Like many other Americans, I now wear AirPods all day at my desk to combat the awful tyranny of the open office. Since they don’t cancel noise, they provide me with writing music while allowing me to listen up for my bosses. I don’t like exercise classes and their preselected, generic playlists, so instead I work out with headphones and listen to my own special running mix, the contents of which can be disclosed only upon my death. (Let’s just say the dream of the ’90s is alive on my Spotify.) I like to listen to podcasts while I cook, so the earbuds come in handy while I chop and sauté. And I can hook up headphones to a Roku when I want to watch a depressing foreign TV show and my boyfriend wants to do literally anything else.
If Democrats want to address simmering middle-class anger, they need to deliver justice.
Normally, a scandal centered on how rich parents used bribes to win their children’s admittance into elite colleges wouldn’t play so heavily in the national news. No one much cared when Donald Trump promised large donations as his children enrolled at Penn. But the outrage over the Varsity Blues investigation perfectly illustrates what may be the most important, least understood, and underappreciated political dynamic of our era: a full-on middle-class revolt against the elites and the privileges they hoard. For all the focus on inequality and social justice, this middle-class revolt is the most important barrier standing between Democrats and the White House. They can’t afford to ignore it.
Smith College's unusual ceremony is more than just a silly tradition.
Smith College’s annual commencement ceremony begins like any other: Graduating seniors at the women’s liberal-arts college are called up one by one to collect their diploma from the president. Perhaps some students exchange a wink with the regalia-clad honorary-degree recipients nearby as they stride across a platform overlooking the dorms they’d for years called home; others may pause to flip their cap’s tassel while blowing a kiss to the sea of parents who have long awaited this milestone commemorating their daughter’s metamorphosis from undergraduate to alumna.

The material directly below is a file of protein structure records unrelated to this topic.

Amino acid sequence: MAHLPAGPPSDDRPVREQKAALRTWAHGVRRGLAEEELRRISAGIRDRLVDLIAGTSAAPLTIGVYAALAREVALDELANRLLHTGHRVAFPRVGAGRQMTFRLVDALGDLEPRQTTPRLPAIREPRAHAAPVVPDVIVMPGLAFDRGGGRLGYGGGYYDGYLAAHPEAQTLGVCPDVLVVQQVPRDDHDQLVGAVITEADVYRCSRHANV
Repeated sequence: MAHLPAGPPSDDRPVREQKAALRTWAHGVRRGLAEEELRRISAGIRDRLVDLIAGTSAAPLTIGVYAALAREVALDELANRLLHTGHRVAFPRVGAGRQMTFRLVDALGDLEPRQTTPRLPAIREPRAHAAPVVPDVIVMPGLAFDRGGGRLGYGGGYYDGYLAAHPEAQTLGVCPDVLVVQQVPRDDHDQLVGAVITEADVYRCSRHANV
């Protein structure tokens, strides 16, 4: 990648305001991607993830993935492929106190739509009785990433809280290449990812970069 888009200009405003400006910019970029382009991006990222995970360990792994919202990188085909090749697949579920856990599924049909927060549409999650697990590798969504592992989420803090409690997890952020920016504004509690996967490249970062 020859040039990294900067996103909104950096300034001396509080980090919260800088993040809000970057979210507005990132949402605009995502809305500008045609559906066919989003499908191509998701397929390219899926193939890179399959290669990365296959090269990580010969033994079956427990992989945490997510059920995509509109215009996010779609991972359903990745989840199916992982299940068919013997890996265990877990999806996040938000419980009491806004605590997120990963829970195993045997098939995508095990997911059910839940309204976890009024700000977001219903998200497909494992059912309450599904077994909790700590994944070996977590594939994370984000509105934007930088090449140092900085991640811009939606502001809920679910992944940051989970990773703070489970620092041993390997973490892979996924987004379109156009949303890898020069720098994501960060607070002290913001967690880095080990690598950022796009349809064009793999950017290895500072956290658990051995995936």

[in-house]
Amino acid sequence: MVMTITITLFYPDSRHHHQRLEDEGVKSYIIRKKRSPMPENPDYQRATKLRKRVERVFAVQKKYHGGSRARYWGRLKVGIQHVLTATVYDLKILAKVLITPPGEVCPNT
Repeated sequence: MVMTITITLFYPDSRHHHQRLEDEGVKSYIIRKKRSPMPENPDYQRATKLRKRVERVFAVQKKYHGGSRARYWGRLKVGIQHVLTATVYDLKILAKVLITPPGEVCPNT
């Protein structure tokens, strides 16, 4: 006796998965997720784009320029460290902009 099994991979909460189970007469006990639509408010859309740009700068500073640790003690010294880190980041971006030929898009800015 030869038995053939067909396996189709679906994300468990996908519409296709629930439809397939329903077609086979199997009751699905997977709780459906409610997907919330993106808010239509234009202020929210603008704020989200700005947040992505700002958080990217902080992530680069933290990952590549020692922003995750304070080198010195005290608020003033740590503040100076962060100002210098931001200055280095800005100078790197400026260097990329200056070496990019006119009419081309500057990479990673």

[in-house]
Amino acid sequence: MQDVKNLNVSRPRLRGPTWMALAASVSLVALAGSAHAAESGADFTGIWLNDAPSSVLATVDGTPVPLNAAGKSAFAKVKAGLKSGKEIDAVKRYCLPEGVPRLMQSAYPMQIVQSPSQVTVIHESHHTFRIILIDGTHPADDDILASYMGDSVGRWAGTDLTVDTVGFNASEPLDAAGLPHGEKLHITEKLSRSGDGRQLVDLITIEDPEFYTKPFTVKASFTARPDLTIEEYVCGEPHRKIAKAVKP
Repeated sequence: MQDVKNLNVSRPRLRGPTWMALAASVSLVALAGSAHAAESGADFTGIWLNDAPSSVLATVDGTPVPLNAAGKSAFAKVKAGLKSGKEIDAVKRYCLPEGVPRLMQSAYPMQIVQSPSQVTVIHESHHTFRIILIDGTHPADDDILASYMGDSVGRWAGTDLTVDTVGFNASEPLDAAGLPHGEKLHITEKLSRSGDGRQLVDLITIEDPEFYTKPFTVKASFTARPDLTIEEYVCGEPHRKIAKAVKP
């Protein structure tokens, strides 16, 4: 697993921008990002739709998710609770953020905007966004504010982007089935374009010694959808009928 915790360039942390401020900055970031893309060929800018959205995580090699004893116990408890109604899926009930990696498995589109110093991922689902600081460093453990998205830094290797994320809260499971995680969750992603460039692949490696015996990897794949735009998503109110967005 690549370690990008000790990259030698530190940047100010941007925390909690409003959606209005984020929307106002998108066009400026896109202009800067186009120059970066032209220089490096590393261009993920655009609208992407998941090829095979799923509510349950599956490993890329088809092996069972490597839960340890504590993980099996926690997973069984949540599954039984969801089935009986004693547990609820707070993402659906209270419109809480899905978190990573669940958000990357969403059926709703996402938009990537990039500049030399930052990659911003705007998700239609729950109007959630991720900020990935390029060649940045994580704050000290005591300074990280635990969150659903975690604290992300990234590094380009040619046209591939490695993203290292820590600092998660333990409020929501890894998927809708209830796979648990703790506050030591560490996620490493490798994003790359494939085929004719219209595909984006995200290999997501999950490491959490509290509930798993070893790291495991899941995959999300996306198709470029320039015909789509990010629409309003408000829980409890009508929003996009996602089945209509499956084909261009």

Except the moment, technically, hasn’t happened quite yet: The name, degree, and accolades printed inside each padded holder seldom belong to the woman who receives it. They very likely belong, rather, to one of her nearly 700 classmates.
George R. R. Martin insists that the final entries in his fantasy series are still coming—even though HBO has finished telling his story first.
This story contains spoilers for the final season of Game of Thrones.
For many years, George R. R. Martin has been repeatedly asked the morbid question of what would happen if he were to die before finishing his A Song of Ice and Fire series. Since 1996, when the first entry, A Game of Thrones, was published, Martin has written five novels as well as several spin-off stories. But his progress has slowed to the point where HBO’s TV adaptation aired eight seasons and wrapped up its narrative before Martin has finished his penultimate work, the long-awaited The Winds of Winter. The huge success of HBO’s Game of Thrones brought more fans to Martin’s writing, which in turn has only added to the chorus of frustration about his creative pace.
As White House stonewalling continues, Democrats are starting to speak more openly about the constitutional option, but their leader isn’t budging.
Back in 2007, Donald Trump sent the newly sworn-in speaker of the House, Nancy Pelosi, a letter celebrating her ascension.